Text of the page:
No Houdini’s Here
Halloween brings a spell of fun and visitors to your home. Know that repeatedly opening doors for trick-or-treaters can increase the chances of your pet running out. If your pet likes to run out or is not friendly to other people, consider crating or keeping them in a secure area to ensure their safety. As always, make sure your pet is wearing proper identification and/or is microchipped in case he or she does escape. If you decide to take your pet with you on your trick or treating adventure, please consider adding reflective clothing or other items to your pet to increase visibility when dark.
Exploring the Decor
Fall brings Jack-o-lanterns, carved pumpkins, and more but remember pets are naturally curious and may be attracted to sounds, lights and flames. Dogs and cats could easily get burned on candles or knock them over and cause a fire.
Tricks, But No Treats
Save the candy for the kiddos! Chocolate can cause vomiting, diarrhea, hyperactivity, abnormal heart rhythm, seizures, and in severe cases chocolate poisoning can be fatal. Xylitol (artificial sweetener) in candy, gum and mints is toxic to your pet. If you suspect your pet snatched a treat, please call University Place Veterinary Hospital in University Place, WA at 206-653-1829 or the ASPCA poison control center at (888) 426-4435.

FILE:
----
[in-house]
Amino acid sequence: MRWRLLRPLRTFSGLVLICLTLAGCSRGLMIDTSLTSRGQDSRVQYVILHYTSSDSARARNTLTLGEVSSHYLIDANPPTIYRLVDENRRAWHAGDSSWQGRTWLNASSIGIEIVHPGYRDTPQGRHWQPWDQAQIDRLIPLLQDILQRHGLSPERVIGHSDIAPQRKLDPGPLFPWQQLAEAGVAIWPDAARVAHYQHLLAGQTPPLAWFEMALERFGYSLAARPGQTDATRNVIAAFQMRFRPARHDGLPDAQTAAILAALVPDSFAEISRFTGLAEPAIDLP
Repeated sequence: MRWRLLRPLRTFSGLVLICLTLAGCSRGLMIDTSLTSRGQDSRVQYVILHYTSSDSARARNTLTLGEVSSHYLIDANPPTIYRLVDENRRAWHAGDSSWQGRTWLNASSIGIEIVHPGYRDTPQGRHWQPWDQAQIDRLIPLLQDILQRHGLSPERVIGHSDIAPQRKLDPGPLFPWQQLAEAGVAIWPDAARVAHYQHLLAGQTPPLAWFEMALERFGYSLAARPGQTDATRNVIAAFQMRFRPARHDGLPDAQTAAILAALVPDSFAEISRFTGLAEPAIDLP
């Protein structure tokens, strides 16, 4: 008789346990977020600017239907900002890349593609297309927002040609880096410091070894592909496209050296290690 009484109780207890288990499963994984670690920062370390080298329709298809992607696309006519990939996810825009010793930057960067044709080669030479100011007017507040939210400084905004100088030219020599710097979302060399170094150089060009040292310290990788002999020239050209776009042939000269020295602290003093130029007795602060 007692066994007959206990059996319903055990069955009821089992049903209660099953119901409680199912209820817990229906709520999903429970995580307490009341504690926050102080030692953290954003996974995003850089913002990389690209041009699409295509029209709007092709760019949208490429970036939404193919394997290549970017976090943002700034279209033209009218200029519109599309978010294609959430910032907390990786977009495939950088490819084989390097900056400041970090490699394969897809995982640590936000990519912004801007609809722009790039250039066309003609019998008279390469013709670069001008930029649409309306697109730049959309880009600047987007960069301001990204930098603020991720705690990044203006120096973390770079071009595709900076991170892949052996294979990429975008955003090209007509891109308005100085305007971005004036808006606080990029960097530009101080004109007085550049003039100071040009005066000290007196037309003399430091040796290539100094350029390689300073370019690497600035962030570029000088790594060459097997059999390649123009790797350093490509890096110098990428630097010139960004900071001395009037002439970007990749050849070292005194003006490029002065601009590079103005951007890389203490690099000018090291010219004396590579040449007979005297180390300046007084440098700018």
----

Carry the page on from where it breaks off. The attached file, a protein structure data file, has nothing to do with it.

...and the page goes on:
Although we love seeing a pawsitively cute pup dressed as a pumpkin there are some pets that become extremely stressed or anxious when being forced to wear a costume. We do not recommend putting your pet in a costume unless you know they love it. If they want to flaunt that ghost or ladybug outfit around the neighborhood, make sure it does not restrict their movement, vision, or ability to breathe. If your pet shows any signs of discomfort or distress, please remove their costume immediately.